The result was a lively encounter setting for the players and the monsters. Combined with the horrible and tragic chase through Gloomwrought’s rooftops, it was an excellent night of gaming. Although, I never sprayed a clear-coat or sealer on the wooden plaques after they were painted. As a result, the paint on the edges and bottom started to flake off, which actually added to the effect – but made a bit of a mess in the pan. My advice would be to use a sealant so the plaques are reuseable; I ditched the plaques in the trash after the evening’s game. Lesson learned!
Running the Encounter
To begin, I rolled a d6 for each of the surviving monsters from the Rooftop Chase Skill Challenge. I also informed each player to roll a d6. Each monster and player could land on any of the four pieces of rubble or in the necrotic sludge.
- 1-2 – Necrotic Sludge
- 3 – Upper Left Rubble
- 4 – Upper Right Rubble
- 5 – Lower Right Rubble
- 6 – Lower Left Rubble
The monsters or players starting in the necrotic sludge suffered level-appropriate damage from the hazard. I did not make the hazard terribly nasty, but each DM can flavor the hazard to taste. Monster and players that did land on rubble were required to make an Acrobatics or Athletics check to determine if they started their turn Prone or were able to keep their balance during the collapse. I did not have monsters and players suffer falling damage unless they landed in the necrotic sludge.
From this point, the monsters and players rolled Initiative and the combat played out as normal. The necrotic sludge was a constant hazard and monster and players were forced to move around the pieces of rubble as the battle shifted. The monsters were shadar-kai and since they have a teleport ability, it made for an interesting set of circumstance since they could quickly gang up on an isolated player!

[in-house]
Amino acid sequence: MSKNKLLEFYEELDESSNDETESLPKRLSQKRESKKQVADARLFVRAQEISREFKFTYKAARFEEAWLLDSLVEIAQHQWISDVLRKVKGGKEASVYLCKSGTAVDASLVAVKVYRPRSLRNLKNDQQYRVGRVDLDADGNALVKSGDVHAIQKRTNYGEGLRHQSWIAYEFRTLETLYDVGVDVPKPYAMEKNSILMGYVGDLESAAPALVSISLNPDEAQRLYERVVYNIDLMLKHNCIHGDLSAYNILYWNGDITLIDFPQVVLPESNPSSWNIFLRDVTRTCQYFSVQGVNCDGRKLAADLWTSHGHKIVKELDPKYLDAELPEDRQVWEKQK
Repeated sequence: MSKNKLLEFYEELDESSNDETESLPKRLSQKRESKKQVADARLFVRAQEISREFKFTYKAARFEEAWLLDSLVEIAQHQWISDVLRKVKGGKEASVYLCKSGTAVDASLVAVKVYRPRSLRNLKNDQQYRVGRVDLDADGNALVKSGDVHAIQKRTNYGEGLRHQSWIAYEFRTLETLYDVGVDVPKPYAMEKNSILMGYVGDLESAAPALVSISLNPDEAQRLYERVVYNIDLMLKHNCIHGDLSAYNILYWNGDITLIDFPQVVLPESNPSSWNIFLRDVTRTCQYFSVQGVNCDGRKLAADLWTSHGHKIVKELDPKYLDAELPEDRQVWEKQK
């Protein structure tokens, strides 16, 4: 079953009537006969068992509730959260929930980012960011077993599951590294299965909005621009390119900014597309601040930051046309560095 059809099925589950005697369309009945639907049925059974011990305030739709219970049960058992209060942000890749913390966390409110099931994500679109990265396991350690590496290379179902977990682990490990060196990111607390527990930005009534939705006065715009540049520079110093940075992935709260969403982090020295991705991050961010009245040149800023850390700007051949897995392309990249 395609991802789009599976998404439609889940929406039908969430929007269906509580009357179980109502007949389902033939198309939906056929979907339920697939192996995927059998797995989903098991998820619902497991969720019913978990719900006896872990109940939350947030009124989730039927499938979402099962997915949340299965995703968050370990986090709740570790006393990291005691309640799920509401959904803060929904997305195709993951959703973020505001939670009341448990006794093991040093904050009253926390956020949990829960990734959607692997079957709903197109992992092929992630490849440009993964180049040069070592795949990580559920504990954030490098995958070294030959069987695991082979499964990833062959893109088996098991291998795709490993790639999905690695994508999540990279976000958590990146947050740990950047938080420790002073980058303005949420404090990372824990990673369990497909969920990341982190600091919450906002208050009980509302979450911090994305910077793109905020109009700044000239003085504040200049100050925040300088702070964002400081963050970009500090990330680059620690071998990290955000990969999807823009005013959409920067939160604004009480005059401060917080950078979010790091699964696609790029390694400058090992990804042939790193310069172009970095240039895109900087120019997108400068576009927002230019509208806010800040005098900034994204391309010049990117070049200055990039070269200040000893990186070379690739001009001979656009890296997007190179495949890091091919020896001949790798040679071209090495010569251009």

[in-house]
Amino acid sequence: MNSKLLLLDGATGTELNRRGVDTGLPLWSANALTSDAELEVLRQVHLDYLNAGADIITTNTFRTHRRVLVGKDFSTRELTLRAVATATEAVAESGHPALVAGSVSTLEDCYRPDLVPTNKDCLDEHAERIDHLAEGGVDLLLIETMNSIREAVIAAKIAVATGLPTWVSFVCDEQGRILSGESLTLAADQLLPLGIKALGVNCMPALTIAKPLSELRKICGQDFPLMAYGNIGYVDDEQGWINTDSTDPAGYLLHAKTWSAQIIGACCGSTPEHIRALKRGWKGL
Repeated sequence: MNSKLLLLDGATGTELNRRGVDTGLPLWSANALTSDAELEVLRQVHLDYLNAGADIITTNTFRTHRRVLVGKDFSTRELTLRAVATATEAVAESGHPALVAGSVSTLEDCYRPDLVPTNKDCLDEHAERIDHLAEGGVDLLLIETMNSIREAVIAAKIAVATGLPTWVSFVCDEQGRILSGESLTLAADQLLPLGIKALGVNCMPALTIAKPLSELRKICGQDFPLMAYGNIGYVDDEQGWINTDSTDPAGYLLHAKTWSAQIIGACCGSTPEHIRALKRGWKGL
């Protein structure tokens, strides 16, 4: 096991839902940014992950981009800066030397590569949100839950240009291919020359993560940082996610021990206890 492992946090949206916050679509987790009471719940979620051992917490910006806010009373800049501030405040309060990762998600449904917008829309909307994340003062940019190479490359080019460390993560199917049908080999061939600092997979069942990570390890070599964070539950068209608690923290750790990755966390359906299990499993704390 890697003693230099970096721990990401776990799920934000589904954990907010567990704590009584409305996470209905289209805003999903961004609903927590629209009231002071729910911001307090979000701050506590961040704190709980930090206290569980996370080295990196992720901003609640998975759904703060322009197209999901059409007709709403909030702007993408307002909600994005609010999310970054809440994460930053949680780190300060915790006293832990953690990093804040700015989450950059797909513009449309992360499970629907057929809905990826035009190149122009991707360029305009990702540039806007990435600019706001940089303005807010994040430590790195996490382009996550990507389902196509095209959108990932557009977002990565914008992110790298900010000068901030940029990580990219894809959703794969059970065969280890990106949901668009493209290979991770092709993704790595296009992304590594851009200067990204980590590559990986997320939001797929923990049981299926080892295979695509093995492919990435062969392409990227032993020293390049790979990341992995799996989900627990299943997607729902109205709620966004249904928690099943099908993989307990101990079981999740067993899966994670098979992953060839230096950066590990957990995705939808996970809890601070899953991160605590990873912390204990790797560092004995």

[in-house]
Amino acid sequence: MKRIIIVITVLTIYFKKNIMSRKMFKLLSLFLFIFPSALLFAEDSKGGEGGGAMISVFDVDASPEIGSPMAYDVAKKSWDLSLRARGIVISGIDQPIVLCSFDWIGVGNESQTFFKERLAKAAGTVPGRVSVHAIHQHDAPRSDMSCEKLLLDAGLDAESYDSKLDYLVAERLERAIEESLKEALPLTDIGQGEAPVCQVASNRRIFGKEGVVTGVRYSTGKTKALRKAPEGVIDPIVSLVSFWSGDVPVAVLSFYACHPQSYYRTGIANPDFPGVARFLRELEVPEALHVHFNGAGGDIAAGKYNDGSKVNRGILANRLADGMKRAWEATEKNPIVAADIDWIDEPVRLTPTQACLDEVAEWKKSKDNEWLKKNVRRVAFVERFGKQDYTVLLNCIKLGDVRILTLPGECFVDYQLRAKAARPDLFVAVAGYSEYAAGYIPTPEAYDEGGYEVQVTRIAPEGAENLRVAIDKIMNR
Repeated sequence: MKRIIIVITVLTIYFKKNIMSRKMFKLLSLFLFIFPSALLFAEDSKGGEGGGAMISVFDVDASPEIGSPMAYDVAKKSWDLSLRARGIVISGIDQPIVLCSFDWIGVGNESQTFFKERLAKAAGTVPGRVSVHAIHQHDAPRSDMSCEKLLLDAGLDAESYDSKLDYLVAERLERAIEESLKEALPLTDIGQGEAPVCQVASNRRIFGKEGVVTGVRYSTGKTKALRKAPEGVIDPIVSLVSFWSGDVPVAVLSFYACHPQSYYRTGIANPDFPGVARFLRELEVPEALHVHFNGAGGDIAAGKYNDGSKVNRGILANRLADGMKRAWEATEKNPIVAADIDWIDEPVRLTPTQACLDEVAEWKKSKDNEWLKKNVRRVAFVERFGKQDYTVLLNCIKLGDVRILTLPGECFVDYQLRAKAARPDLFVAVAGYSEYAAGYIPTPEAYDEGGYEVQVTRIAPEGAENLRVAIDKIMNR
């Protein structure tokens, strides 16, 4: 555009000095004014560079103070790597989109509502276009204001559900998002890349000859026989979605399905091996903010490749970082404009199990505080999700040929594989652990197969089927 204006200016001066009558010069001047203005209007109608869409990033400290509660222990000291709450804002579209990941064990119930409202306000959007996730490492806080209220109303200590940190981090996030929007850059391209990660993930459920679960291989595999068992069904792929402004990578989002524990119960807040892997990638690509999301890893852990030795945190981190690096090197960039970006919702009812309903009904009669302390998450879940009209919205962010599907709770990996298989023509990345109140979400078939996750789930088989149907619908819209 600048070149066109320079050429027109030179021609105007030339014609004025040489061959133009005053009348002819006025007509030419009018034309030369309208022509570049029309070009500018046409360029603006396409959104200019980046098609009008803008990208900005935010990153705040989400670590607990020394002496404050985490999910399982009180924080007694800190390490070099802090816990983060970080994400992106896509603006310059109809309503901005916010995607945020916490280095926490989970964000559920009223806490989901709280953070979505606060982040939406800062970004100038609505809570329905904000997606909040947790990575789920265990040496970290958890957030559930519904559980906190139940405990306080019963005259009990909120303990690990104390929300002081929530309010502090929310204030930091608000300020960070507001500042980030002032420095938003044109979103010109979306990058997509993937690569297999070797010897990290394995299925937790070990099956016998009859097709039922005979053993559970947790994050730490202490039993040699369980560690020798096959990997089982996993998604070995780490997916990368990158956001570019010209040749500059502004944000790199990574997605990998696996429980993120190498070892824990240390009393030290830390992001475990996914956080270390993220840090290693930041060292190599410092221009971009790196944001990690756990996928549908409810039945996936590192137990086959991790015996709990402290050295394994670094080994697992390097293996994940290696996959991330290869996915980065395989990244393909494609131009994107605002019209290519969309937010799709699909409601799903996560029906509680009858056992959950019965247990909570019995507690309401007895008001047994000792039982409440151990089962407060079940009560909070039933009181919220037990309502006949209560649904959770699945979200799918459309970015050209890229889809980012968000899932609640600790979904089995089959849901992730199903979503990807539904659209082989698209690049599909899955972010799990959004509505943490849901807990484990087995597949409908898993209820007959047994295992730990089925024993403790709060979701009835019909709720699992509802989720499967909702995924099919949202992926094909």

I did not score the wooden blocks or otherwise create a grid for the miniatures on the pieces of rubble. I was content to “eyeball” the squares on each piece of rubble to allow the players and monsters move their speed and jump between rubble pieces. My advice is to get creative with terrain and do not feel beholden to “the grid.”
If you are looking for ways to add interesting terrain to your game, then look no further than your local craft store. Other options include styrofoam and other materials to build terrain. For the encounter above, you just need to following:
- Four wooden plaques
- One can Krylon Make It Stone spray paint
- One set of food coloring
- One baking pan
Instead of a hand-drawn map to depict the action, you now have practical effects to convey the grimy and sinking setting for the players battling enemies while bobbing around in the Shattered Isles.
9 thoughts on “Discount Fares to Shattered Isles”
Very cool! I’m always trying to figure out ways to draw in my players, and this looks like a great way. I’m not sure it would work for every group (I have some members who hate visualization at all), but it is an interesting start.
Thanks for the tutorial!
Thank you for stopping by and commenting. It’s certainly just another option to elicit reactions from players. Some may prefer hand drawn maps or battlemaps; others like Dungeon Tiles or other terrain. I try to use a combination of all the above. Have fun!
And to anyone out there that doesn’t want the confines of a grid, but also doesn’t want to eyeball it, might I suggest just using a ruler?
Yes, we have a flexible cardboard ruler that can be used if eye-balling it isn’t enough. 🙂